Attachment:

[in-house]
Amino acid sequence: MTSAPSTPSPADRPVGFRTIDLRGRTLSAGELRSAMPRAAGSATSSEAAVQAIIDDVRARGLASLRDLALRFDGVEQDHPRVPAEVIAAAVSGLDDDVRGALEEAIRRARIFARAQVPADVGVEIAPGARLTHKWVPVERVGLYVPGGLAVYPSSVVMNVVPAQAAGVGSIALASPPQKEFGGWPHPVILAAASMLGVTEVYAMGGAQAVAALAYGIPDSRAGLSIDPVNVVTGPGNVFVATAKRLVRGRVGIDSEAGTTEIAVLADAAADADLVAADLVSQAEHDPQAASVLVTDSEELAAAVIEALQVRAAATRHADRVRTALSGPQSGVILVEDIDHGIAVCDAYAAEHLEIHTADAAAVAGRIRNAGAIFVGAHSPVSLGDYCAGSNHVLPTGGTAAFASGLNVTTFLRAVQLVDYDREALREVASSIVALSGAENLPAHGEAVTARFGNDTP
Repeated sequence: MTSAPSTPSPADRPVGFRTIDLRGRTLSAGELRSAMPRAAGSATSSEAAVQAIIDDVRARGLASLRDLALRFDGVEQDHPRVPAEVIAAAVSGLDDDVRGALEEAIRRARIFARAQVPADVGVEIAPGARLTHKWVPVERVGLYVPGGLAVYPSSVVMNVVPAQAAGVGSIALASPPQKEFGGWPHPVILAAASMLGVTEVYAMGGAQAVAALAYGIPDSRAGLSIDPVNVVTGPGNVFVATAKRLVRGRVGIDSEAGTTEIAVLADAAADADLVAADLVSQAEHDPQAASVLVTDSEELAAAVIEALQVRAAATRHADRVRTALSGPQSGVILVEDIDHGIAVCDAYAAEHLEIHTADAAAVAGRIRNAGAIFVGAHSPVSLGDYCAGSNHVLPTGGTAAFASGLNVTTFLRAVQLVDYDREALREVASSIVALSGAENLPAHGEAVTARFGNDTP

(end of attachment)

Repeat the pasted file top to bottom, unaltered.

[in-house]
Amino acid sequence: MTSAPSTPSPADRPVGFRTIDLRGRTLSAGELRSAMPRAAGSATSSEAAVQAIIDDVRARGLASLRDLALRFDGVEQDHPRVPAEVIAAAVSGLDDDVRGALEEAIRRARIFARAQVPADVGVEIAPGARLTHKWVPVERVGLYVPGGLAVYPSSVVMNVVPAQAAGVGSIALASPPQKEFGGWPHPVILAAASMLGVTEVYAMGGAQAVAALAYGIPDSRAGLSIDPVNVVTGPGNVFVATAKRLVRGRVGIDSEAGTTEIAVLADAAADADLVAADLVSQAEHDPQAASVLVTDSEELAAAVIEALQVRAAATRHADRVRTALSGPQSGVILVEDIDHGIAVCDAYAAEHLEIHTADAAAVAGRIRNAGAIFVGAHSPVSLGDYCAGSNHVLPTGGTAAFASGLNVTTFLRAVQLVDYDREALREVASSIVALSGAENLPAHGEAVTARFGNDTP
Repeated sequence: MTSAPSTPSPADRPVGFRTIDLRGRTLSAGELRSAMPRAAGSATSSEAAVQAIIDDVRARGLASLRDLALRFDGVEQDHPRVPAEVIAAAVSGLDDDVRGALEEAIRRARIFARAQVPADVGVEIAPGARLTHKWVPVERVGLYVPGGLAVYPSSVVMNVVPAQAAGVGSIALASPPQKEFGGWPHPVILAAASMLGVTEVYAMGGAQAVAALAYGIPDSRAGLSIDPVNVVTGPGNVFVATAKRLVRGRVGIDSEAGTTEIAVLADAAADADLVAADLVSQAEHDPQAASVLVTDSEELAAAVIEALQVRAAATRHADRVRTALSGPQSGVILVEDIDHGIAVCDAYAAEHLEIHTADAAAVAGRIRNAGAIFVGAHSPVSLGDYCAGSNHVLPTGGTAAFASGLNVTTFLRAVQLVDYDREALREVASSIVALSGAENLPAHGEAVTARFGNDTP